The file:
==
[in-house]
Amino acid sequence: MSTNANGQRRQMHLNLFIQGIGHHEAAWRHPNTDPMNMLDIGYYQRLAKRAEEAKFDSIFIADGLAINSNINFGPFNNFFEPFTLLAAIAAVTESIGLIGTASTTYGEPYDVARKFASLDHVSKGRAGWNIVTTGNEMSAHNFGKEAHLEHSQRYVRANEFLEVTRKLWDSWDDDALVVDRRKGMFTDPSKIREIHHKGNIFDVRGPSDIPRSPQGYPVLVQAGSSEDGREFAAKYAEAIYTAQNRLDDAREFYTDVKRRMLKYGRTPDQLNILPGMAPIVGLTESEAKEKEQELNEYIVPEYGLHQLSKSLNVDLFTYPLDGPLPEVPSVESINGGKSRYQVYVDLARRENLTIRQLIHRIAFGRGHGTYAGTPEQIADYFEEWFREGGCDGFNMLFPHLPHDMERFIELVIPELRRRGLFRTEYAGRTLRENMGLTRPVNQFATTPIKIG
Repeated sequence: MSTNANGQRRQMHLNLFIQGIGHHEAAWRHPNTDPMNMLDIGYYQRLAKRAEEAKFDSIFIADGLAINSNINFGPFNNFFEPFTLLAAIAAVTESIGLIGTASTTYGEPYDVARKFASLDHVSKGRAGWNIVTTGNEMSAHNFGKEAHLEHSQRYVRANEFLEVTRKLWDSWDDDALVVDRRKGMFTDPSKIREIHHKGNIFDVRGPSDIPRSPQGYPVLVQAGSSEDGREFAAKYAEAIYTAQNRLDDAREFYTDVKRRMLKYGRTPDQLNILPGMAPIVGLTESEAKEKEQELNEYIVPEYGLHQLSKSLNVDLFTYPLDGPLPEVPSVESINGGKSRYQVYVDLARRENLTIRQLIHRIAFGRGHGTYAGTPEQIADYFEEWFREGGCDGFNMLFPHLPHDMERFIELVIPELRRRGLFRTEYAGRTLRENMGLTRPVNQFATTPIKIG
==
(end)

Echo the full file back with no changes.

[in-house]
Amino acid sequence: MSTNANGQRRQMHLNLFIQGIGHHEAAWRHPNTDPMNMLDIGYYQRLAKRAEEAKFDSIFIADGLAINSNINFGPFNNFFEPFTLLAAIAAVTESIGLIGTASTTYGEPYDVARKFASLDHVSKGRAGWNIVTTGNEMSAHNFGKEAHLEHSQRYVRANEFLEVTRKLWDSWDDDALVVDRRKGMFTDPSKIREIHHKGNIFDVRGPSDIPRSPQGYPVLVQAGSSEDGREFAAKYAEAIYTAQNRLDDAREFYTDVKRRMLKYGRTPDQLNILPGMAPIVGLTESEAKEKEQELNEYIVPEYGLHQLSKSLNVDLFTYPLDGPLPEVPSVESINGGKSRYQVYVDLARRENLTIRQLIHRIAFGRGHGTYAGTPEQIADYFEEWFREGGCDGFNMLFPHLPHDMERFIELVIPELRRRGLFRTEYAGRTLRENMGLTRPVNQFATTPIKIG
Repeated sequence: MSTNANGQRRQMHLNLFIQGIGHHEAAWRHPNTDPMNMLDIGYYQRLAKRAEEAKFDSIFIADGLAINSNINFGPFNNFFEPFTLLAAIAAVTESIGLIGTASTTYGEPYDVARKFASLDHVSKGRAGWNIVTTGNEMSAHNFGKEAHLEHSQRYVRANEFLEVTRKLWDSWDDDALVVDRRKGMFTDPSKIREIHHKGNIFDVRGPSDIPRSPQGYPVLVQAGSSEDGREFAAKYAEAIYTAQNRLDDAREFYTDVKRRMLKYGRTPDQLNILPGMAPIVGLTESEAKEKEQELNEYIVPEYGLHQLSKSLNVDLFTYPLDGPLPEVPSVESINGGKSRYQVYVDLARRENLTIRQLIHRIAFGRGHGTYAGTPEQIADYFEEWFREGGCDGFNMLFPHLPHDMERFIELVIPELRRRGLFRTEYAGRTLRENMGLTRPVNQFATTPIKIG